Plans are merely the starting point. B UR Y
ME IN A
PETE DYE P O T B UN K E R 1995
Field Plan Used During Construction for the 3rd at Der Golf Club. Subtle modifications were made to the original concepts as construction progressed. The most obvious being the bunkers moved, resized or eliminated. This illustrates why it is highly unlikely any great green was the product of detailed plans alone.
Der Golf Club, Hole Nr. 3. The finished product. Forward tee in the lower left. Notice the gap between the bunkers to allow the ball to be bounced in from the Forward tee?
The grass areas surrounding the greens were designed to allow for the entire palette of recovery options. Ideally, the slopes around most greens should have the firmness of and be cut almost to putting green height so that a golfer: 1. …must consider that his approach shots might slip off the green and slide away from the hole. Though the greens are mediumlarge, this feature makes them play smaller. 2. …must decide whether to chip, pitch or putt. More options around the green allows for greater flexibility and enjoyment for all players. Instead of making it easier for the better player, it actually makes it more difficult because it tempts the expert to try more imaginative, inviting or obvious shots for the situation. Shots which he may not have practiced extensively or has not mastered.
Narrow fairways bordered by long grass make bad golfers. D R . A L IS T E R M A CK E N Z I E THE SPIRIT OF ST. ANDREWS 1934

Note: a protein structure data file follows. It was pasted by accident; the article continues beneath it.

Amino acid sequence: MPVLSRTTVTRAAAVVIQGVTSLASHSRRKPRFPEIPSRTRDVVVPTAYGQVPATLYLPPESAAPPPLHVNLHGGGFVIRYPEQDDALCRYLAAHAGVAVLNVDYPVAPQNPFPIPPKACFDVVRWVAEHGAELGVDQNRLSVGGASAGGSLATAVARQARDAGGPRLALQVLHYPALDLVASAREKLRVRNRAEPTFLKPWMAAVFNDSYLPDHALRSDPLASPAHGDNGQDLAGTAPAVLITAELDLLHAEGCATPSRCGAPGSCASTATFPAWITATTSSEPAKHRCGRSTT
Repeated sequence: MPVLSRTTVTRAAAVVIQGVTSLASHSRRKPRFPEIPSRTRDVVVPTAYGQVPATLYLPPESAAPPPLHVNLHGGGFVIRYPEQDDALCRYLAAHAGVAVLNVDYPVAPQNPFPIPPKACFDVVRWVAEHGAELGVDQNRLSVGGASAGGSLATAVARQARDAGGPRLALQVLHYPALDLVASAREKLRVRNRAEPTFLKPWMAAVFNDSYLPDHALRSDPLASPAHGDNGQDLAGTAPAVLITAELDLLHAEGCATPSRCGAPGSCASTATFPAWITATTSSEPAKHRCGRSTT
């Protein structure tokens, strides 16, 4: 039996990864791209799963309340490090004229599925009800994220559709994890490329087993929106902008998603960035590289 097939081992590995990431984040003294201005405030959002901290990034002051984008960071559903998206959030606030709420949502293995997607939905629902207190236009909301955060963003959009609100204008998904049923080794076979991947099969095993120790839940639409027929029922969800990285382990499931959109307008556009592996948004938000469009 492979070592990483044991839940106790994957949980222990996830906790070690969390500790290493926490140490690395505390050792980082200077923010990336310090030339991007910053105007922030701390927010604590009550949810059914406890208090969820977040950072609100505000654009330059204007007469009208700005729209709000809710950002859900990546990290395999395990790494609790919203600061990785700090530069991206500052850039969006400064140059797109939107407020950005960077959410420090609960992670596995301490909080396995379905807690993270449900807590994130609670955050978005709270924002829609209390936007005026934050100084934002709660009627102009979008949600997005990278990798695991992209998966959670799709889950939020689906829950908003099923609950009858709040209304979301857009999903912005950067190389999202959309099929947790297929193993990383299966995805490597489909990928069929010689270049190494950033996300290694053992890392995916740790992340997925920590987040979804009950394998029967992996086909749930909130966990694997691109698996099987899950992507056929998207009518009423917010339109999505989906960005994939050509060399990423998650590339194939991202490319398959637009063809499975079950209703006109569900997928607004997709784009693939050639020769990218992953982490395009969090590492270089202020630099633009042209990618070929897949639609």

FIFTY METER WIDE FAIRWAYS WERE COMMON DURING THE Golden Age of golf course architecture. Today, irrigation systems have narrowed the fairways on many courses significantly, and with it holes and entire courses have lost their flexibility and strategic nature. Narrow fairways only allow for one option…hit the fairway or else. There are no such problems Der Golf Club. Our fairways are wide, and this allowed the bunkers to be placed into or to eat generously into the fairways along the optimal line to the hole. Wide fairways are the essence of strategic design as it allows hazards to be challenged or steered wide of. In short, wide fairways provide options, and the ability to choose multiple routes makes the course manageable for golfers of all levels. If you do not have room for golfers to take alternate routes, you do not have strategic design. Wide fairways are also good at hiding the ideal line to the hole. Often with an expansive target, golfers get lazy, let their guard down or are overambitious; either way they create their own problems.
Der Golf Club’s 8 fairway from the Forward tee. A wide fairway with bunkers cut directly on the best line to the hole. There are many angles of attack.
We are able to have wide fairways because we are not limited by a fairway irrigation system. This course does not require one, would be a tremendous waste of money, as anyone who visited the course during the record heat wave of 2003 would attest. Many marveled at the condition of the fairways and the fact they remained a light shade of green while other courses lost entire fairways. With such conditions during extreme heat and stress for the grass, one would think the fairways would be wet and sloppy during periods of heavy rain, but that would be a thoroughly false assumption. After the heaviest thundershowers, you can play a round and your feet will remain perfectly dry. In times of heavy rain, the gravel soils behave like sand, or a well constructed putting green, allowing excess water to drain off quickly. In times of extreme drought, the layer of gravel and clay beneath the gravelly topsoil stores moisture and releases it upwards, not only keeping the root system alive, but the leaf too! This is truly remarkable, as the summer drought of 2003 illustrated. These soils are simply ideal for golf. In fact they are almost unbeatable.